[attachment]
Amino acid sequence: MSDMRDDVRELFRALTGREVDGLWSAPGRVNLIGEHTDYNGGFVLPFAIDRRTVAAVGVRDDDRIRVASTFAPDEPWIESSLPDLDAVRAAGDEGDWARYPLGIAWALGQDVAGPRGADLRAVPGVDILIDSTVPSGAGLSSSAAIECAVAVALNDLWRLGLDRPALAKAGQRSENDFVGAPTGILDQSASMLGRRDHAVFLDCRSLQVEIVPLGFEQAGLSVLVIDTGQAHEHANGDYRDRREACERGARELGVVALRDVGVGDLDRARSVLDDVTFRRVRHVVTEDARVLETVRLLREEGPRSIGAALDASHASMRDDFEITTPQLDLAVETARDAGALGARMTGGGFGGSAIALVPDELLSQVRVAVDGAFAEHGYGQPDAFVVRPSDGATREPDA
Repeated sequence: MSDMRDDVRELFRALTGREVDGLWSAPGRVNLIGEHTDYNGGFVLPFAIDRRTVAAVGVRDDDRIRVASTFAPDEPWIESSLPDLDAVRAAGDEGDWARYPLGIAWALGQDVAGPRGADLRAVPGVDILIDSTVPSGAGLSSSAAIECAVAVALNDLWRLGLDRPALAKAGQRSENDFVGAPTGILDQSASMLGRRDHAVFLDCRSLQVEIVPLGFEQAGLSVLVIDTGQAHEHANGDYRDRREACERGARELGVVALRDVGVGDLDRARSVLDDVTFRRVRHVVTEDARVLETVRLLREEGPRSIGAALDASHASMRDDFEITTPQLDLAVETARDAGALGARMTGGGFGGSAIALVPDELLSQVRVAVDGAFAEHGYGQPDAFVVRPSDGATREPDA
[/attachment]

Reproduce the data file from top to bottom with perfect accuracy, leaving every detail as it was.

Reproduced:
Amino acid sequence: MSDMRDDVRELFRALTGREVDGLWSAPGRVNLIGEHTDYNGGFVLPFAIDRRTVAAVGVRDDDRIRVASTFAPDEPWIESSLPDLDAVRAAGDEGDWARYPLGIAWALGQDVAGPRGADLRAVPGVDILIDSTVPSGAGLSSSAAIECAVAVALNDLWRLGLDRPALAKAGQRSENDFVGAPTGILDQSASMLGRRDHAVFLDCRSLQVEIVPLGFEQAGLSVLVIDTGQAHEHANGDYRDRREACERGARELGVVALRDVGVGDLDRARSVLDDVTFRRVRHVVTEDARVLETVRLLREEGPRSIGAALDASHASMRDDFEITTPQLDLAVETARDAGALGARMTGGGFGGSAIALVPDELLSQVRVAVDGAFAEHGYGQPDAFVVRPSDGATREPDA
Repeated sequence: MSDMRDDVRELFRALTGREVDGLWSAPGRVNLIGEHTDYNGGFVLPFAIDRRTVAAVGVRDDDRIRVASTFAPDEPWIESSLPDLDAVRAAGDEGDWARYPLGIAWALGQDVAGPRGADLRAVPGVDILIDSTVPSGAGLSSSAAIECAVAVALNDLWRLGLDRPALAKAGQRSENDFVGAPTGILDQSASMLGRRDHAVFLDCRSLQVEIVPLGFEQAGLSVLVIDTGQAHEHANGDYRDRREACERGARELGVVALRDVGVGDLDRARSVLDDVTFRRVRHVVTEDARVLETVRLLREEGPRSIGAALDASHASMRDDFEITTPQLDLAVETARDAGALGARMTGGGFGGSAIALVPDELLSQVRVAVDGAFAEHGYGQPDAFVVRPSDGATREPDA